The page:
He allowed five earned runs in 4.1 innings and worst of all, he allowed three walks.
Those free passes did more harm than the good of his six strikeouts.
McKenzie was pulled after throwing 90 pitches and the result was another 7-3 loss to the Seattle Mariners.
So what are fans to make of his latest tough start?
Working Toward a Normal Routine
The Indians are easing McKenzie into this full-time starter role and it makes sense why.
One problem seen so far is a drop in velocity as the games go on.
Triston McKenzie had his fastball velocity drop there, from 93-94.5 in innings 1 and 2 to 90.5-91.5 in the 4th before he left a slider over the heart of the plate to Dylan Moore, which cost him. That drop has come and gone at different levels at times this season. pic.twitter.com/eqFuqjq2nZ
— Ryan Lewis (@ByRyanLewis) May 16, 2021
Fans must remember McKenzie has never had a true full season of work.
He logged 143 innings back in 2017 at the Single-A level.
That remains a career-high for him in his professional career.
The right-hander only threw 90.2 innings with Akron in 2018 before missing all of 2019 with injuries.
McKenzie was then given a promotion in 2020, but only pitched 33.1 innings in the shortened season.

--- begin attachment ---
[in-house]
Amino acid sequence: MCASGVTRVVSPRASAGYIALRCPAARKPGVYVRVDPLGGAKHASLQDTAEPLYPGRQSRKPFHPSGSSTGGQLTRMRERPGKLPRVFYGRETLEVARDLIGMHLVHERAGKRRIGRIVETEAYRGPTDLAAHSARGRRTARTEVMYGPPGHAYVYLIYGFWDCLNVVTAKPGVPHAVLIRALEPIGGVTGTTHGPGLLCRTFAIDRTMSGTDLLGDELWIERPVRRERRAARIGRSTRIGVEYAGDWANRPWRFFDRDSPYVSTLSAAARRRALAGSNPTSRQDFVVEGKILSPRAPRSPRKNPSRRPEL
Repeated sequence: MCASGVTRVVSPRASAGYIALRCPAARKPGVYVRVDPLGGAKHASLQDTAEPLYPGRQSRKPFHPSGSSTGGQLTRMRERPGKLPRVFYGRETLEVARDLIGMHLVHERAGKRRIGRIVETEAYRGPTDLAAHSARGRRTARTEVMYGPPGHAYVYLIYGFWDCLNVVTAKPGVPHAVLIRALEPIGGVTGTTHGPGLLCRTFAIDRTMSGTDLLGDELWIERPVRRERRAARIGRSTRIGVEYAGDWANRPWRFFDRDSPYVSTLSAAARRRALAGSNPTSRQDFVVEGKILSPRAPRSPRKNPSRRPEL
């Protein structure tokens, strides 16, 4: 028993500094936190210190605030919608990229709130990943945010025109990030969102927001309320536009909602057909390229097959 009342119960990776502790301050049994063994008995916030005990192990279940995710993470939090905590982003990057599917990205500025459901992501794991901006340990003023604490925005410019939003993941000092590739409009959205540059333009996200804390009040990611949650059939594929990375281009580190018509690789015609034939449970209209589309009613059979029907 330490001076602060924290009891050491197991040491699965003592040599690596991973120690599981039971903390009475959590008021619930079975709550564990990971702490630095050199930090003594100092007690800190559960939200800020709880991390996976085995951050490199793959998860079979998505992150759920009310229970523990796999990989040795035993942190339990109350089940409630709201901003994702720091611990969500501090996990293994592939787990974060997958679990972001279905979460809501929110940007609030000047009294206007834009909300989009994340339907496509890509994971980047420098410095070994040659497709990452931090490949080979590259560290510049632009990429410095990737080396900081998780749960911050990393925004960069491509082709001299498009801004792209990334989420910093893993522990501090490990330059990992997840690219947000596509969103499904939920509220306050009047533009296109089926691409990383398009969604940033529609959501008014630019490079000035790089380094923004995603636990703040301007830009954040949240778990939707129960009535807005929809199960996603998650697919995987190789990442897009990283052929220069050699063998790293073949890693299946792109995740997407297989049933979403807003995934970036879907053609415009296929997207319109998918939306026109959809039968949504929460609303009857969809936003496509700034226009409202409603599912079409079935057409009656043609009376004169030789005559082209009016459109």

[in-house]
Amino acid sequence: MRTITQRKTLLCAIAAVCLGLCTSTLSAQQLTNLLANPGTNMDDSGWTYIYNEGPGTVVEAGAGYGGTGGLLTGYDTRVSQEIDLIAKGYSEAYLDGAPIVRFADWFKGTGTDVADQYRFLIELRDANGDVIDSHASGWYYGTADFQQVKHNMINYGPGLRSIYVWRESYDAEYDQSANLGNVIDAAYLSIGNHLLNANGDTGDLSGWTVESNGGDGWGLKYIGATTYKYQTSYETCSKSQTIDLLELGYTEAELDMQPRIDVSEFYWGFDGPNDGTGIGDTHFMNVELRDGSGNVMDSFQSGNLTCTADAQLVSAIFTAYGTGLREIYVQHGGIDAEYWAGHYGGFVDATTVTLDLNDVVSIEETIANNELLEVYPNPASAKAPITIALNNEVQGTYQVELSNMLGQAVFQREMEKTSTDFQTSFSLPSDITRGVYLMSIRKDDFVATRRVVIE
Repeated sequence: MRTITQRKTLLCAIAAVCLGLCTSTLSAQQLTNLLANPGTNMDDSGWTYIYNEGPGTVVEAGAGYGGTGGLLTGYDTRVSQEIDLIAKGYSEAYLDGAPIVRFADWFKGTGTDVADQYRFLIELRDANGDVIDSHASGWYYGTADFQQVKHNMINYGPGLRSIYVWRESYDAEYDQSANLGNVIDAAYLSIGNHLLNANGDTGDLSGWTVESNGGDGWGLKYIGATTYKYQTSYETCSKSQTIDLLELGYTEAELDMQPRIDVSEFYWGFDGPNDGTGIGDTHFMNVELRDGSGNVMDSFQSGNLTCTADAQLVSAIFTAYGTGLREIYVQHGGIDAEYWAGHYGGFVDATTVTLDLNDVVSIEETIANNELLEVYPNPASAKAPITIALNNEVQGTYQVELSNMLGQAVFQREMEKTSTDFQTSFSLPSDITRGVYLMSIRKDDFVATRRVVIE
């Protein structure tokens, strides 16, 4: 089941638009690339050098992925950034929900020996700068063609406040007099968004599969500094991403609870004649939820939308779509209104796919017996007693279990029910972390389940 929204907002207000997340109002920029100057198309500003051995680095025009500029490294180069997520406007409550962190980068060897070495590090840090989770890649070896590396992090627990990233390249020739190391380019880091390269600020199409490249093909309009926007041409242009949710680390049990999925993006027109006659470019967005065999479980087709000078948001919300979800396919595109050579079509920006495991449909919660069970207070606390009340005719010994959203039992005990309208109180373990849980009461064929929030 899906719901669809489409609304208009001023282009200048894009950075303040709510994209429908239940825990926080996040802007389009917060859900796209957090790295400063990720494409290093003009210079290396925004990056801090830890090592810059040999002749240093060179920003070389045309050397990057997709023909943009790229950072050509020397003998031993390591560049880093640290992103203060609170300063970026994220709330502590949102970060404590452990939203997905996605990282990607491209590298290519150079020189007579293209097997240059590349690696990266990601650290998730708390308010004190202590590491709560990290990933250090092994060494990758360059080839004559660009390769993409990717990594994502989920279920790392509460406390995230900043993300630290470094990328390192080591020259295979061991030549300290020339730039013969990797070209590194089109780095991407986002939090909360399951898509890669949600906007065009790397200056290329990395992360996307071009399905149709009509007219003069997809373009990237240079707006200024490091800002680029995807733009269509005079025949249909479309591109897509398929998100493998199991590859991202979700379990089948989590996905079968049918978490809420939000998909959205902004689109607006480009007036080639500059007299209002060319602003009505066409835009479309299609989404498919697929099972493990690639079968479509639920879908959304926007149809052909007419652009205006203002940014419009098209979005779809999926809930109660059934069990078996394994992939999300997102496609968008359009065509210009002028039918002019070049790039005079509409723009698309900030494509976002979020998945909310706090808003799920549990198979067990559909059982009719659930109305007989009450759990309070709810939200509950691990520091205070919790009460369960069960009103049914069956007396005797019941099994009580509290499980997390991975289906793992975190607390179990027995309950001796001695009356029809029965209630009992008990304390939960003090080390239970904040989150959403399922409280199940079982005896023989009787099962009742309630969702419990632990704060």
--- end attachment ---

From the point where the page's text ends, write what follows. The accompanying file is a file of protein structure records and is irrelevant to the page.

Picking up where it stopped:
He is also still only 23 years old.
Add in the lost 2019 season, coupled with the weird year in 2020, and 2021 is his first normal season at such a high level.
This is less of an excuse and more of an explanation for why patience is required with McKenzie.
But that does not excuse him allowing three or four walks per start in already limited innings.
Not stopping the free passes could be one thing that leads to a demotion.
Saturday’s Familiar Showdown
Indians fans paying close attention noticed a familiar name on the mound for the Mariners.
That was starting pitcher Justus Sheffield.
He was Cleveland’s first-round pick in 2014 who was ultimately traded to the New York Yankees in the Andrew Miller deal.
McKenzie was drafted one year later and was deemed talented enough to stay.
Both knew each other coming up through the system and Sheffield won their first duel in the big leagues.
"See you in the big leagues!"
— Bally Sports Cleveland (@BallySportsCLE) May 16, 2021
It is hard to fault the Indians for the Miller deal.
Some fans may have wished the team didn’t also include Clint Frazier, but Miller nearly helped the team win a title.
So it was worth it in the end.
Such a deal also proved the Indians were buyers for the first time in a long time.
That beats the alternative of selling off top talent every single year.
Plenty of Time for Improvement
The biggest thing for McKenzie is limiting the walks.
He had three on Saturday after having four each in his previous four starts.
McKenzie is still not at Logan Allen‘s level where the southpaw couldn’t stop allowing home runs.
And while the drop in velocity is noticeable, a demotion to Triple-A may not cure that.
Time is going to be the key with the young pitcher.
The Indians are already keeping him on a sort of pitch count and a player like Cal Quantrill is ready to come in and log multiple innings whenever McKenzie starts.
This narrative would only change if the struggles continue well into the summer.
Then there would be a real cause for concern about his long-term abilities.